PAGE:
Last Tuesday, I talked about major time gaps in your story. This week, let’s talk about shorter ones: scene transitions. Between your novel’s beginning and end, there are dozens or hundreds of beginnings and ends. These could be new paragraphs or new chapters. How they begin and end is just as important as how your story begins or ends.
In the movies, it’s easy to show the transition from one place or event to another: Cue the montage music or fade out. But in books, we don’t have musical or visual cues, only our words to convey the passage of place and time.
Transitions should clearly connect one scene to another. Think of it like building a bridge. You want a good sturdy bridge, not one of those rickety wooden things that hangs over a 500 foot drop.
Why you need scene transitions
- change viewpoint
- change location
- change mood
- change place
- to move the narrative forward
- skip unimportant events
- advance time
How to Transition: Ending a scene
Before you move on to the next scene, make sure you finish the prior scene. Don’t leave your readers standing in the middle of your bridge–get them across. By finish, that doesn’t mean you have to wrap up all the action, it just means the scene needs to have accomplished something. What needs to happen in this scene? Why were you writing it to begin with? New scenes aren’t only used to establish a new place or time. Sometimes, they establish a character’s new frame of mind. Perhaps in order to end the scene, your character needs to have a change of heart or a realization.
Beginning the next scene
Usually a new scene occurs in a new time, place, or point of view. It can even have a new tone. These are clear ways of letting the reader know you’ve moved on. Establish the time, place, tone, and POV early so your reader is oriented.
At the beginning of the new scene, there are several ways to let the reader know what has changed.
- Type out the date (if a major time gap) or the name of a city or place.
- Use the narration to establish the new setting or time, e.g., “that morning,” One sentence might be all it takes, or you can use the first paragraph to describe the new time, place, character, etc. Be quick and concise. Anything over a paragraph or two could result in info dumping.
- Starting a new chapter is the easiest way to establish a scene change. The reader expects a transition at the beginning of a new chapter. Don’t think you can get away with a new Chapter every time you change your setting.
- Use symbols between scenes. I’ve seen this done several ways. How you do it may be based on your preference or your publisher. The most common symbol is the asterisk though scrivener uses the pound symbol.
- Use an extra space to divide scenes. This is how it commonly looks in published manuscripts. I’ve noticed in some books the first word is indented. In others it’s not. In some, the first words are even capitalized to make the transition clear.
As writers, we’re tempted to wrap everything up neatly at the end of a scene or chapter. This gives the reader a break, a place to put the bookmark. I’m not a fan of soft, neatly packaged scene endings. Will the reader return, or is this the final resting place of the bookmark? Don’t wrap everything up. End on a beat. Keep the suspense. Leave your chapters at a cliff hanger. Think of Game of Thrones. I haven’t finished reading the books, but every episode ends at a cliff hanger, especially the last episode of each season. This compels viewers to buy the next DVD or keep paying their cable bill in order to find out what happens next. Do this in your book. They’ll have to keep turning the page to find out what happens. This ensures your reader will finish your book and purchase your next one.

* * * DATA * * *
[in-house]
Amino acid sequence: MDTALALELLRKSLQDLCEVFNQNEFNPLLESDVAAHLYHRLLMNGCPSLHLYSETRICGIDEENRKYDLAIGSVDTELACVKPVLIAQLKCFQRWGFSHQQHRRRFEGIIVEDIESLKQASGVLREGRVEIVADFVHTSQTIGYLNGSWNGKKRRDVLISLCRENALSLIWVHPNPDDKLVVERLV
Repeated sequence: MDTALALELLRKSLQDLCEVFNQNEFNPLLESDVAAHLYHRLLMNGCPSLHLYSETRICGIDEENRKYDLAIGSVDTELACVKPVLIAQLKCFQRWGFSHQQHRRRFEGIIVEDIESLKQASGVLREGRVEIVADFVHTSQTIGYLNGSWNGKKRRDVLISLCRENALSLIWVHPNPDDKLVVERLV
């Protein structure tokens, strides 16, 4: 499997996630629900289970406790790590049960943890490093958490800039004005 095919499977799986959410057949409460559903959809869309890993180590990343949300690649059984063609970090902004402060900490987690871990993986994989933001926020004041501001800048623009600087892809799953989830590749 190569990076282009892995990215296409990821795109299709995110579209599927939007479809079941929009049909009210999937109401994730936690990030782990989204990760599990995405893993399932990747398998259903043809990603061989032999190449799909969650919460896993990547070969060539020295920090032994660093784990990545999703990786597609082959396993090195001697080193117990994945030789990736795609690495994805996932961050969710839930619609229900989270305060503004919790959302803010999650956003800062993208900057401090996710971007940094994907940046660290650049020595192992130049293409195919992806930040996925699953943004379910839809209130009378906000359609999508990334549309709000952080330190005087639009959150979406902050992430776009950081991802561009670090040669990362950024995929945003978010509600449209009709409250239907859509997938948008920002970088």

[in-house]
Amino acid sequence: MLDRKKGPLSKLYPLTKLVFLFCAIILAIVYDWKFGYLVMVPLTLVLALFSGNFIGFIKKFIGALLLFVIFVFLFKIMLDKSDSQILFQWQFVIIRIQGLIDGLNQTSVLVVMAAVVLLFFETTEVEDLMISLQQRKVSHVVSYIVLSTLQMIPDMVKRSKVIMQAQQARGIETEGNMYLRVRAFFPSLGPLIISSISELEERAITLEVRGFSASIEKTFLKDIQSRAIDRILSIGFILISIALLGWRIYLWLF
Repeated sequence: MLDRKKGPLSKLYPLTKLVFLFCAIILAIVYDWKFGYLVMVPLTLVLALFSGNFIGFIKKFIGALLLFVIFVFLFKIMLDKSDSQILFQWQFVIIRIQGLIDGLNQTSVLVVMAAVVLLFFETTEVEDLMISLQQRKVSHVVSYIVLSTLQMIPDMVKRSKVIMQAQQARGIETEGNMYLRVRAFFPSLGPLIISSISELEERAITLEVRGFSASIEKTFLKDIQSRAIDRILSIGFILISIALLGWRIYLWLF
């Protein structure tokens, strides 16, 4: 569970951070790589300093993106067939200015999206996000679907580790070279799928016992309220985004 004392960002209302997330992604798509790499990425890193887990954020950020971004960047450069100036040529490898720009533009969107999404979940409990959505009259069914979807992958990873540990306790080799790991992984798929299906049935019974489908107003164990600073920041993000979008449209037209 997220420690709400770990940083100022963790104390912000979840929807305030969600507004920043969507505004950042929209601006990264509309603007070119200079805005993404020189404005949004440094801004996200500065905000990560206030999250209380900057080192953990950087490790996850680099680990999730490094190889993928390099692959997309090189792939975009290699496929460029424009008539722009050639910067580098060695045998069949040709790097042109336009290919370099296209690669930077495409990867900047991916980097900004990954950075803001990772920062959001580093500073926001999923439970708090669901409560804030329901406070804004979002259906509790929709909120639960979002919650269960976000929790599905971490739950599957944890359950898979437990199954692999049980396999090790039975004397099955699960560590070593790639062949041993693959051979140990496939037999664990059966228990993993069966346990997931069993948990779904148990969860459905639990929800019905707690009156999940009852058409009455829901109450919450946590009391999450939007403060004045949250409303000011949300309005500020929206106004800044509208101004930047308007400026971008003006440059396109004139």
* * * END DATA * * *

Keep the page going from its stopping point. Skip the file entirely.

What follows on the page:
HInt: Don’t take this too far. Don’t add suspense for the heck of it. This is what is commonly called false suspense. Don’t have your character be presumed dead only to wake up in the next chapter. Your reader will feel cheated and lied to.
Things to avoid
- Lazy transitions
- My least favorite transition is where a character goes unconscious and wakes up somewhere new (often in bed away from the danger). People don’t usually black out that long, maybe several minutes tops. I will forgive this type of transition, however, if the character wakes up in the same place. Remember that episode of The Walking Dead when Darryl goes unconscious. When he wakes up, it’s still the same time of day, no one has rescued him, and his boot is being gnawed on by a zombie. That is a great way to keep the suspense instead of derailing the scene from the action.
- Character goes to bed or wakes up. Similar to the above only instead of false suspense, you get no suspense.
- Using “then” at the end of the scene, e.g., “I pressed my ear against the door. I did not hear the intruder walk away, but the absence of sound was reassuring. Then the doorknob turned.” Not the worst example, but imagine how this could have been more suspenseful and less jarring had the narrator taken the time to flesh this out.
- Back-to-back scenes in the same location. You may need to break up one scene into several transitions, but don’t overdo it. The problem with this is it may not be clear how much time has passed.
- Info dumping. If you change to a new time and place, you might be tempted to go into a long-winded description about the new location. Work it naturally into narrative and dialogue. Only tell the reader what they have to know.
- Waiting too long to introduce the new POV. I don’t know why writers withhold character names. I’ve read novels where it takes a page or more to establish the name of a new character. Unless their hidden identity is crucial to the plot, don’t create false suspense by withholding information about a character.
As always, I’m interested in your feedback. How do you show scene changes? What are the worst, the best transitions you’ve ever read?